R Tutorial 4: Data Structures

Before we start off the chapter on data structure, this might be a little disorientating for people who learnt any other programming language, but R starts indexing from 1 instead of 0.

Vectors

So what’s a vector? Vector is a type of R Object, that allows you to store a sequence of data elements of the same type. Read more at http://www.r-tutor.com/r-introduction/vector

e.g c(2,3,5) is a vector, where 2,3,5 are numerical elements of the vector.
c(“a”,“w”,“e”,“s”,“o”,“m”,“e”) is also a vector, where the letters are character elements.
c(True,False,False) is called a boolean vector, which can be useful for data analysis as well
Note that characters have to be quoted with “ or ‘, whereas numbers do not.

Let’s start by creating empty vectors of length 5 for numbers and characters

n<-numeric(5)
n
## [1] 0 0 0 0 0
m<-character(5)
m
## [1] "" "" "" "" ""

What if I want to create a string of pre-filled numbers? You saw it on top, you can use the c() function, and put the values into the brackets, where R will automatically identify the data type of the vector.

n<-c(1,2,3,4,5)
n
## [1] 1 2 3 4 5
m<-c(6:10)
#this mean creating a number vector starting from 6 to 10, which is a handy way of creating a long sequence!
m
## [1]  6  7  8  9 10
x <- n+m
#one interesting thing about R is that you can perform additions of vectors of the same length 
just by doing the above, rather than accessing each elements of the vectors!
x
## [1]  7  9 11 13 15
#Some useful functions in managing vectors will be finding the length of the vector
length(x)
## [1] 5
#You can access the value at nth position of the vector by the following x[n]
x[2]
## [1] 9

List

List is similar to vectors, except it can take in any data type within itself, including vectors themselves

newcustomer <- list("Benny",24,2,"M")
newcustomer
## [[1]]
## [1] "Benny"
## 
## [[2]]
## [1] 24
## 
## [[3]]
## [1] 2
## 
## [[4]]
## [1] "M"

Matrix

Matrices are vectors that are in a table form – with rows and columns.
You can create a matrix by feeding a vector into the matrix() function

a<- c(1,2,3,4,5,6)
#matrix function fills the matrix col by col by default
m <- matrix(a,nrow=2)
m
##      [,1] [,2] [,3]
## [1,]    1    3    5
## [2,]    2    4    6
#if you want it to fill it by row, just include an additional arguments
n <- matrix(a,nrow=2,byrow = TRUE)
n
##      [,1] [,2] [,3]
## [1,]    1    2    3
## [2,]    4    5    6
#if you want to access the value in the xth row and yth column of matrix n, you can do it via n[x,y]
n[2,3]
## [1] 6
n[2,]
## [1] 4 5 6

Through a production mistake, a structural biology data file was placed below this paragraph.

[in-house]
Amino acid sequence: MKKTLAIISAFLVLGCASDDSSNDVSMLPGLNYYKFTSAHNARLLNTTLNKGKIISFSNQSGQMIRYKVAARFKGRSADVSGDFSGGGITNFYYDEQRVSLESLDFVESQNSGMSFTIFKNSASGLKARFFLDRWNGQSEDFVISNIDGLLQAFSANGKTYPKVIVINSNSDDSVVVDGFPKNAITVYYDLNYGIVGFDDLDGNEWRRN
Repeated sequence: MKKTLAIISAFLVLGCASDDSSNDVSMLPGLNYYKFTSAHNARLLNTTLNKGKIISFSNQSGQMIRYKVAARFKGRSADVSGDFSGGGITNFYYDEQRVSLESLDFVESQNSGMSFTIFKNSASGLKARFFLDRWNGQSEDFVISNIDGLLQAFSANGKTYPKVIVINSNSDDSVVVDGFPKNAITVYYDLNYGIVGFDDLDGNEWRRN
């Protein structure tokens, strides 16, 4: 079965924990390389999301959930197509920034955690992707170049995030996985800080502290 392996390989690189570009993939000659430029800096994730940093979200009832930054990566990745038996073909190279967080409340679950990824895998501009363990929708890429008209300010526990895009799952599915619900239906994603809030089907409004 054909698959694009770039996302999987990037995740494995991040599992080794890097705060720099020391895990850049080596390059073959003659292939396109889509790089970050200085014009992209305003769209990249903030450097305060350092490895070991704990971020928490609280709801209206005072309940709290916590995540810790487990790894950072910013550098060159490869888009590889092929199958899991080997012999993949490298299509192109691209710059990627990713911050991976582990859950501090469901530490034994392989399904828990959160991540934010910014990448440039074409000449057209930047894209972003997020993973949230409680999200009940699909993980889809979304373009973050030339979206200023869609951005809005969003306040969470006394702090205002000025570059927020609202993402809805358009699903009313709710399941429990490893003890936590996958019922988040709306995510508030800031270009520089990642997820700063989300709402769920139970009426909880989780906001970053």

n[,3]
## [1] 3 6

Dataframes

Dataframes are the most common data structure you will handle during the process of learning R. Dataframes group vectors of different data types into a 2D table. You can create a dataframe with the function data.frame()

Name <- c("John","Thomas","Alice")
Age <- c(20,25,35)
Experience <- c(2,3,8)
People <- data.frame(Name,Age,Experience)
#now this dataframe has three vectors that contain character and numeric values.
People
##     Name Age Experience
## 1   John  20          2
## 2 Thomas  25          3
## 3  Alice  35          8

So what if you want to add columns or rows to this data frame? We use two functions, cbind() and rbind()

Name <- as.character(c("John","Thomas","Alice"))
Age <- c(20,25,35)
Experience <- c(2,3,8)
People <- data.frame(Name,Age,Experience)
#adding another column of data for gender.
#now you realise you have to use a vector because it support 1 data type only.
Sex <- c("M","M","F")
People <- cbind(People,Sex)
People
##     Name Age Experience Sex
## 1   John  20          2   M
## 2 Thomas  25          3   M
## 3  Alice  35          8   F
#adding another row of data for a new individual
newcustomer <- data.frame(Name = "Betty", Age=24, Experience = 2, Sex = "F")
UpdatedPeople <- rbind(People,newcustomer)
UpdatedPeople
##     Name Age Experience Sex
## 1   John  20          2   M
## 2 Thomas  25          3   M
## 3  Alice  35          8   F
## 4  Betty  24          2   F

Classes

We have been discussing different types of data in vectors and dataframes, but so far we only covered two types of classes (or data types) in general, which are numeric and character. There are also logical and factor.

  • Numeric (Two types of numeric classes, “Double” is for decimals, and Integer is for … integer)
  • Character (Strings of characters are also considered characters)
  • Logical (True or False)
  • Factor (Categorical Information)
#numerical data structures are automatically assigned to the numerical class
age <- c(15,17,18)

#same for logical vectors, also T and F are shorthands of True and False
married <- c(T,F,F)
#factors need to be assigned separately, else it will be treated as characters.
It is important to change data into factor for R to process it for linear regression which we will cover later.
sex <- factor(c("male","female"))

class(age)
## [1] "numeric" 

class(sex)
 ## [1] "factor" 

class(married)
 ## [1] "logical"

Other Data Structures

There are also other data structure that are useful for different purposes, such as list when you need to store a sequence of information of different types, or an array for a multidimensional table. For constraint of time, these are not covered as they are usually used for scientific calculations.

The features of different type of data structures are nicely summarised in the diagrams below.

Next: Tutorial 5 Basic Programming (Continued)

 

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